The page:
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Epidemiology of shingles.

Cirencester Epidemiological, Research Unit, 86 Dyer Street, Cirencester GL7 2PF.
Journal of the Royal Society of Medicine (Impact Factor: 2.02). 03/1991; 84(3):184.
Source: PubMed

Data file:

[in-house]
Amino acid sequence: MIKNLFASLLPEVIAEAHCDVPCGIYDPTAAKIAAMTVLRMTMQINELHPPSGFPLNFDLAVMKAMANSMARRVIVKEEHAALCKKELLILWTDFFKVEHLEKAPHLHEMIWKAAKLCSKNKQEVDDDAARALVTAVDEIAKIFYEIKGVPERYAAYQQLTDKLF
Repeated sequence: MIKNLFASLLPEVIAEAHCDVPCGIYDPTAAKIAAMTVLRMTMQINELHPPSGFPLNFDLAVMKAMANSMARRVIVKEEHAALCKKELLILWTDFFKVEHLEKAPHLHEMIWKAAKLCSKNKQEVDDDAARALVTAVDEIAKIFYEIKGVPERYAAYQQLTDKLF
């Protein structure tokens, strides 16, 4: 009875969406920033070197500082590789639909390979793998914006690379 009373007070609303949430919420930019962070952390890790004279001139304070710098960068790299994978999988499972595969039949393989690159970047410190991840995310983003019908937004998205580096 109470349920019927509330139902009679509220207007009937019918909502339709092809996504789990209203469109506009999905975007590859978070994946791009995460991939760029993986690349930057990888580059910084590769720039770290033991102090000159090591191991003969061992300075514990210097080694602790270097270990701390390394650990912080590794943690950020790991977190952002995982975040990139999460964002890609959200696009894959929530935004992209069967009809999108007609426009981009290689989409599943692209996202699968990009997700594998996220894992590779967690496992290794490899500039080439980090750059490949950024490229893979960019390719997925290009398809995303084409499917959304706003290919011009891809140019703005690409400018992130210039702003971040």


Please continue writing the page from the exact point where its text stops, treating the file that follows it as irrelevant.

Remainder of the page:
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    ABSTRACT: The efficiency of inhibitory pain descending pathways (evaluated using conditioned pain modulation [CPM]) has not been studied in postherpetic neuralgia (PHN). To compare CPM in PHN patients with healthy controls. Nine PHN patients and nine control individuals were matched according to age and sex. Amplitudes of cortical thermal-evoked potentials were recorded on the surface of the scalp; clinical pain and thermal pain were evaluated on a 0 to 10 numerical rating scale, at baseline and at intervals during the 6 min after CPM (elicited by a cold pressor test, 8°C). A battery of cognitive tests was performed. Amplitude differences, percentages and related areas under the curve (AUC CPM<⁄span>) were calculated and all data were compared between both groups; P<0.05 was considered to be statistically significant. AUC CPM0-6 min<⁄span> was significantly lower in PHN patients compared with controls (-39±51 µV⁄min versus -144±66 µV⁄min; P=0.0012) and correlated (P=0.04) with clinical pain intensity. Pain ratings before CPM were similar in both groups but were significantly lower in the control group 3 min after the cold pressor test. Cognitive test results were not significantly different. Psychophysical and electrophysiological approaches have shown that patients with PHN exhibit a deficiency of pain inhibition modulation, which could signal a predisposing factor to developing chronic pain. This deficiency was not linked to the cognitive performance but rather to subtle in situ cognitivoemotional adaptations, which remain to be investigated.
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